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Al Williams

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Things That Go Boom

December 24, 2014

A colleague told me the other day he didn't want his system to "go boom." I laughed and noted that many of the systems I've worked on over my career are supposed to go boom. You just want don't want them to go boom at the wrong time.

I think that makes things a little harder. It is easier to make a safe light bulb than to make a safe explosive. The explosive is supposed to be dangerous. So while testing is important across the board, it is especially important when you have systems that can cause significant injury or property loss.

Up until fairly recently, the kinds of things I built — especially the dangerous ones — rarely had GUIs in the traditional sense of the word. It was pretty easy to create test drivers that would exercise the system so you could simplify a large number of comprehensive tests. When you start throwing GUIs into the mix, that gets a little harder.

What you really need to produce those kind of tests (and, possibly, scripting for end users) is a way to fake keyboard and mouse events into the system. Usually, how you do this is highly system-dependent. I talked about a Windows solution for this way back in the 1990s. There are other ways to accomplish the same task under Windows, and on Linux you might resort to xdotool or some similar tools. You could also insert input events into X or into the underlying system using lots of different methods.

If you are just interested in testing, though, you might also want a more universal solution that frees you from worrying about exactly how the job gets done. I have a love/hate relationship with Java, but I will confess this is one area where Java is a great choice. Assuming, of course, that you have Java available. But if you have a system big enough to have a GUI, I'm guessing you have (or can easily get) Java to run on it.

The secret is to use the robot feature of the old Java AWT (Abstract Windows Toolkit) library. Unless you are an old-school Java programmer, you probably haven't used AWT since most people now use Swing or some other GUI library. But the robot feature works even if you don't use the rest of AWT.

Using the Robot class is fairly simple. You need the import, of course:


import java.awt.Robot;

You also need to create a Robot object:


public class Action {
   private static Robot robot;

You can use the object's delay method to pause for a given number of milliseconds, which is handy when dealing with keyboard and mouse handling. You can also use methods like mousePress, mouseMove, mouseWheel, keyPress, and keyRelease to simulate input events:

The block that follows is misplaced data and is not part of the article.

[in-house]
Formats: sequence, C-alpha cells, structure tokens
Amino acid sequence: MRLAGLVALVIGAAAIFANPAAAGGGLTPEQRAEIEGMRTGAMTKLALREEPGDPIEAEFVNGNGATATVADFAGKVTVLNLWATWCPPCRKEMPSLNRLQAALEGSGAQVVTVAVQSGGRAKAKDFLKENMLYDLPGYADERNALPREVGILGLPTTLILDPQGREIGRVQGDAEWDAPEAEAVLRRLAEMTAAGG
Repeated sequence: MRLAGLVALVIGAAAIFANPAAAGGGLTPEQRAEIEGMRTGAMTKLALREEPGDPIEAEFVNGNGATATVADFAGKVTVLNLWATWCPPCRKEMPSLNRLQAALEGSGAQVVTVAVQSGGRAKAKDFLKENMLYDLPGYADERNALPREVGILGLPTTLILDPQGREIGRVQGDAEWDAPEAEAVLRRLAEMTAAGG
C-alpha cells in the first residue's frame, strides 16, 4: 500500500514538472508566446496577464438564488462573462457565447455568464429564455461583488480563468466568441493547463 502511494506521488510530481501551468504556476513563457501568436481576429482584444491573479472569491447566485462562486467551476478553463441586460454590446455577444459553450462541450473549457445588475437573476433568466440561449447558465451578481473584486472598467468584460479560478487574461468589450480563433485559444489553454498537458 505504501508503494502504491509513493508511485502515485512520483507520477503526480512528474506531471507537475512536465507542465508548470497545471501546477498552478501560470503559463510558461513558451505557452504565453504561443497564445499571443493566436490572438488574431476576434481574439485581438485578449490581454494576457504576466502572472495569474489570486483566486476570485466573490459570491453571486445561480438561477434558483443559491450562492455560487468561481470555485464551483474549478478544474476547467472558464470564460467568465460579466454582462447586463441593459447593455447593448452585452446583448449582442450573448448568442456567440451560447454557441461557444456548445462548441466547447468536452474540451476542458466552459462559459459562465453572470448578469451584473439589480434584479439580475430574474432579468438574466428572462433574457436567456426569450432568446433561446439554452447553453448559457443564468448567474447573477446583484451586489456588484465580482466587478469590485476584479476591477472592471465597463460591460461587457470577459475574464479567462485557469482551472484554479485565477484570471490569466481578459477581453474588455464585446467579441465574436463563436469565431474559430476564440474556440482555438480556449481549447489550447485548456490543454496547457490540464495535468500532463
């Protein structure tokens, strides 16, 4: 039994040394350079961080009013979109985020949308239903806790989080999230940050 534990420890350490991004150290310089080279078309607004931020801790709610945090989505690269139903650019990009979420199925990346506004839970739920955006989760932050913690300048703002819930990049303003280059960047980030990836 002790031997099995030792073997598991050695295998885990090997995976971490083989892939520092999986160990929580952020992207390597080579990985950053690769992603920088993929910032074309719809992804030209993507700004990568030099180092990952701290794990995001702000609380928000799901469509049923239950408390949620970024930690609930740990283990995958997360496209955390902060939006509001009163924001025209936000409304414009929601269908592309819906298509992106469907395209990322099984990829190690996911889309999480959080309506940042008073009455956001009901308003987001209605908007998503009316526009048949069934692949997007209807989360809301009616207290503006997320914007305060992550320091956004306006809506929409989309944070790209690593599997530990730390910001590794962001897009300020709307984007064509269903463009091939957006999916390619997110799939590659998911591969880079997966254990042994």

…
robot.mousePress(InputEvent.BUTTON1_MASK);
robot.delay(200);
robot.mouseRelease(InputEvent.BUTTON1_MASK);
robot.delay(200);
…
robot.keyPress(65);  // A
robot.delay(25);
robot.keyRelease(65);

You might prefer to set an automatic delay time for every event by calling setAutoDelay. You can also wait for all events to finish by calling waitForIdle.

If you really want to get fancy, you can even ask the robot to read the pixel color at a given screen location or do a screen capture. This allows for some very sophisticated scripting, and since most embedded systems have a very fixed screen size and font selections, it might even be more reasonable to code a test like this than it would be on a desktop system.

I've posted to this blog for about 5 years and it is with a heavy heart that I close this, the final entry. As you probably know by now, Dr. Dobb's will be frozen in January and while the 25 years of articles and postings I've contributed will still live on, there won't be any more, which is very sad for me both as a long time writer and an even longer-time reader.

I wish I could thank everyone that I learned from at DDJ over the years, but there's simply too many. Like so many, I owe Jon Erickson pretty much everything having to do with my writing career. But I also learned a lot from countless other people associated with DDJ over the years. I also learned a lot by interacting with our readers by mail (back in the day), e-mail, and at conferences. Our readers tended to be a cut above (or, maybe, several cuts above) and I was never above asking a job applicant if they read DDJ.

Perhaps I'll reorganize my personal blog, which never really recovered from a failed hacking attempt, or add some new articles to my embedded site. Maybe I'll use the time to write some more books. Or perhaps I'll find a new writing home somewhere. But I can't imagine a new home that has the history, breadth, and technical weight of Dr. Dobb's Journal.

Thanks for letting me share my projects and ideas with you over the years. I hope to see you somewhere soon where hardcore technical discourse finds a home.

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